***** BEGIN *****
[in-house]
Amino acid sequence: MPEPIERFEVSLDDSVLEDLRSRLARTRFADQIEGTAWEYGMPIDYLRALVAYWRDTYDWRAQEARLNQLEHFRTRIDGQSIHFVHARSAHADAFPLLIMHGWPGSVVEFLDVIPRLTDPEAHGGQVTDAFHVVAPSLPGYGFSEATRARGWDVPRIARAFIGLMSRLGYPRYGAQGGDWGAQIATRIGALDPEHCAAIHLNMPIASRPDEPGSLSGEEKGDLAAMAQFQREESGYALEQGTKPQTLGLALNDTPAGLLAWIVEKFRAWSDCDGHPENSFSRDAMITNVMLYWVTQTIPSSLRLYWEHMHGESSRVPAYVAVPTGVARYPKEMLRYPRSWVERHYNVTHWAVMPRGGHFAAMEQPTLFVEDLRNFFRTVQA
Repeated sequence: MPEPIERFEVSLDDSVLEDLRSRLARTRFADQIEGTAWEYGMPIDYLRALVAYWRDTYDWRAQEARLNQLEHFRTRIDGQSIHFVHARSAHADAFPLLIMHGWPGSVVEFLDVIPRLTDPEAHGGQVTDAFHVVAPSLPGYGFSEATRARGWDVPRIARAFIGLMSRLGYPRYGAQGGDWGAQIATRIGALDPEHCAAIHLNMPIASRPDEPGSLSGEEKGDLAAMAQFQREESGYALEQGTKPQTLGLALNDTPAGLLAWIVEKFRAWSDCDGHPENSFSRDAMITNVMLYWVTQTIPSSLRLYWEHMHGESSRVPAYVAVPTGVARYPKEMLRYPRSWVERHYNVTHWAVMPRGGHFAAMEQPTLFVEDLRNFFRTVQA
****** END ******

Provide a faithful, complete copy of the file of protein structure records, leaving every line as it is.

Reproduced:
[in-house]
Amino acid sequence: MPEPIERFEVSLDDSVLEDLRSRLARTRFADQIEGTAWEYGMPIDYLRALVAYWRDTYDWRAQEARLNQLEHFRTRIDGQSIHFVHARSAHADAFPLLIMHGWPGSVVEFLDVIPRLTDPEAHGGQVTDAFHVVAPSLPGYGFSEATRARGWDVPRIARAFIGLMSRLGYPRYGAQGGDWGAQIATRIGALDPEHCAAIHLNMPIASRPDEPGSLSGEEKGDLAAMAQFQREESGYALEQGTKPQTLGLALNDTPAGLLAWIVEKFRAWSDCDGHPENSFSRDAMITNVMLYWVTQTIPSSLRLYWEHMHGESSRVPAYVAVPTGVARYPKEMLRYPRSWVERHYNVTHWAVMPRGGHFAAMEQPTLFVEDLRNFFRTVQA
Repeated sequence: MPEPIERFEVSLDDSVLEDLRSRLARTRFADQIEGTAWEYGMPIDYLRALVAYWRDTYDWRAQEARLNQLEHFRTRIDGQSIHFVHARSAHADAFPLLIMHGWPGSVVEFLDVIPRLTDPEAHGGQVTDAFHVVAPSLPGYGFSEATRARGWDVPRIARAFIGLMSRLGYPRYGAQGGDWGAQIATRIGALDPEHCAAIHLNMPIASRPDEPGSLSGEEKGDLAAMAQFQREESGYALEQGTKPQTLGLALNDTPAGLLAWIVEKFRAWSDCDGHPENSFSRDAMITNVMLYWVTQTIPSSLRLYWEHMHGESSRVPAYVAVPTGVARYPKEMLRYPRSWVERHYNVTHWAVMPRGGHFAAMEQPTLFVEDLRNFFRTVQA